How to sew piping

 

So that’s how you make the piping for your pillow.

Sew Piping For Pillows Tutorial

 

I’m going to create a separate post for attaching the piping to the pillow and making the pillow since these posts are turning out to be longer than I expected.  I’ll work on that today and get that post up soon.

Update:  Here’s the post showing how to add piping to a pillow: How To Sew A Pillow With Piping

How to sew piping

 




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Comments

  1. Lynne (lynnesgiftsfromtheheart) says:

    GREAT tutorial! I haven't made pillows in years with piping.. going back on the "long" list of things to do. hugs ~lynne~

  2. Karin Şen Cankan says:

    My mom does it for my bed curtains and pillows but its always good to see how its done as I never seen my mom do it.

    Thank you for sharing

    Love
    Karin Şen Cankan
    karinsfairytalein.blogspot.com

  3. I appreciate the time and effort you are taking to show us the piping around the pillows. I'm needing this refresher course as I contemplate redoing some couch cushions… yikes!

  4. LOVE your porch decorations and thanks for the instructions!

    I also think your calico cat that was helping with the cording is just beautiful! 🙂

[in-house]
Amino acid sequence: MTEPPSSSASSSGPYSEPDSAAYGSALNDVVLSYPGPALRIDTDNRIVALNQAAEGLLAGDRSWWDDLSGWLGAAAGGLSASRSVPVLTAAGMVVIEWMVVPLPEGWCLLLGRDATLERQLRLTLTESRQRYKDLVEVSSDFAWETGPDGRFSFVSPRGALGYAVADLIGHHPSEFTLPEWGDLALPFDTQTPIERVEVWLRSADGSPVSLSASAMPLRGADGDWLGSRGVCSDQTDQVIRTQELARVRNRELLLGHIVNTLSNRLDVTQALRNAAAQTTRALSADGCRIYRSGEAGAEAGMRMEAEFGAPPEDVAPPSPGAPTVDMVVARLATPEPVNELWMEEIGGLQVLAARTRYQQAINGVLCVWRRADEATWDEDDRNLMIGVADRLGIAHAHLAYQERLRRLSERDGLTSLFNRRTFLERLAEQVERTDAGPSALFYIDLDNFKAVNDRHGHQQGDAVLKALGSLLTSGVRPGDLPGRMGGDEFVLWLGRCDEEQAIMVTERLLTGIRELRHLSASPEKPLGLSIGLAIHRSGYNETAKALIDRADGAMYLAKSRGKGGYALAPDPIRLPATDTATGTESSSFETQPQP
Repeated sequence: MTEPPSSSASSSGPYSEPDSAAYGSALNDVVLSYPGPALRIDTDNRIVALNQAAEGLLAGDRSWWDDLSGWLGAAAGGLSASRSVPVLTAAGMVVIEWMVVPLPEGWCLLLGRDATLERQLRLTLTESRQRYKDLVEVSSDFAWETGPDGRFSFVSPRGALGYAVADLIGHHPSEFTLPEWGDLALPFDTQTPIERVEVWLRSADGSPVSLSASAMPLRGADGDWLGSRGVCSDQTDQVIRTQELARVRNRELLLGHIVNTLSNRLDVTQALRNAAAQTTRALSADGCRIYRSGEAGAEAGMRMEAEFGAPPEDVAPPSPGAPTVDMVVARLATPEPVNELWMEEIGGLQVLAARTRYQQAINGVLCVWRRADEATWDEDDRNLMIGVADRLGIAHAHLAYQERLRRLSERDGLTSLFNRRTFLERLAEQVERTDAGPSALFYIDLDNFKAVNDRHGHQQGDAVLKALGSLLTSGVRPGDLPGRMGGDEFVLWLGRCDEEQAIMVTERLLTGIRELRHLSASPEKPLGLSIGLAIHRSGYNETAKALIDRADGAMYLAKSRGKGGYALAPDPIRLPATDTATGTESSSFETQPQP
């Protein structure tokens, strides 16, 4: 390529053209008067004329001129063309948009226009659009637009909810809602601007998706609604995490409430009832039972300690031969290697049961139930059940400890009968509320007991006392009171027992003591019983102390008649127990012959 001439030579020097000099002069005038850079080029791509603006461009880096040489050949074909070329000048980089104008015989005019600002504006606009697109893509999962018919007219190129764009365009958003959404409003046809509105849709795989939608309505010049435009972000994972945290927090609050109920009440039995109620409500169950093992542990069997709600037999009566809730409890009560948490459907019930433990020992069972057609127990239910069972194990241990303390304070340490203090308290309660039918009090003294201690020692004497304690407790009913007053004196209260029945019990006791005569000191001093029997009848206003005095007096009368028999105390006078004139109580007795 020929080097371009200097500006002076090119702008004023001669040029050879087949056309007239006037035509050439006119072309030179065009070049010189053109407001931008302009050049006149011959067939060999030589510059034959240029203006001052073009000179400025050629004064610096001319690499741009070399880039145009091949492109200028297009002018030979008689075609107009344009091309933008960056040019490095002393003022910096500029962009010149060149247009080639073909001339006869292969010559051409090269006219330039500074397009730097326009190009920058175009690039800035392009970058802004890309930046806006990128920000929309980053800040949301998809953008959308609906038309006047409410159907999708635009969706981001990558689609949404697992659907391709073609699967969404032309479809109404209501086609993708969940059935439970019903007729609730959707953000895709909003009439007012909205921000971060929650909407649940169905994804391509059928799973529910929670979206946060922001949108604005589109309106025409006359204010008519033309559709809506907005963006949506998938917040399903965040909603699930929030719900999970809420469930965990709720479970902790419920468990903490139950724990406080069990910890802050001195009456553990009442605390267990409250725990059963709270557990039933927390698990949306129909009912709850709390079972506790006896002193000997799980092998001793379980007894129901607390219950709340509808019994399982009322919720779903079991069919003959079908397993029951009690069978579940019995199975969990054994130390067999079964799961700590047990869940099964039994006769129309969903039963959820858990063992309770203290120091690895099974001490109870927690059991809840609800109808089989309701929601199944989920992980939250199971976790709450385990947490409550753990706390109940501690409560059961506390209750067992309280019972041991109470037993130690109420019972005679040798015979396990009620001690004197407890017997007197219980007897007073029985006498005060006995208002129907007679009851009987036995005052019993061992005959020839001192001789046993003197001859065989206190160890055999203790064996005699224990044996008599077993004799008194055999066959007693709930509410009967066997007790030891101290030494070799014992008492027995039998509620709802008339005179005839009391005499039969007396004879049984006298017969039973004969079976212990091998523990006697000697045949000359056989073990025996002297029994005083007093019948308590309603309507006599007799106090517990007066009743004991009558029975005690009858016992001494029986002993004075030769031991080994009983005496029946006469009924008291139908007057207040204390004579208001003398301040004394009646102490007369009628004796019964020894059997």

5. So glad you did a post on this. I quit sewing class before we learned that in order to move, but I thought that was how you did it, just didn't know to cut the fabric diagonally. Thanks for the info.! Love your bookshelves. I've been trying to talk my 11 yr old into going to IKEA. We've never been either. We could use some of those shelves in her room. I'm going to show her yours in hopes it will convince her that we need to go! ;o)

  6. Thanks very much. I make pillow coverings a lot and this is really helpful!!

  7. Your pillows look great! I especially like piping made with a stripe fabric, cut on the diagonal. It just looks so snazzy on the pillow!
    🙂 CAS

  8. Robin Hill Quilts~Eileen G. says:

    This is FANTASTIC!!! I was just settling in to make some pillows tonite and I was thinking about "how to finish" them and as i took a quick browse on my favorite blogs here is your tutorial for piping,,,I will prep all the piping and come back tomorrow to see how you attach…thank you SO much!!♥ Eileen

  9. Robin @ Happily Home, After says:

    Thanks? Now I really don't have an excuse for paying too much for boutique pillows!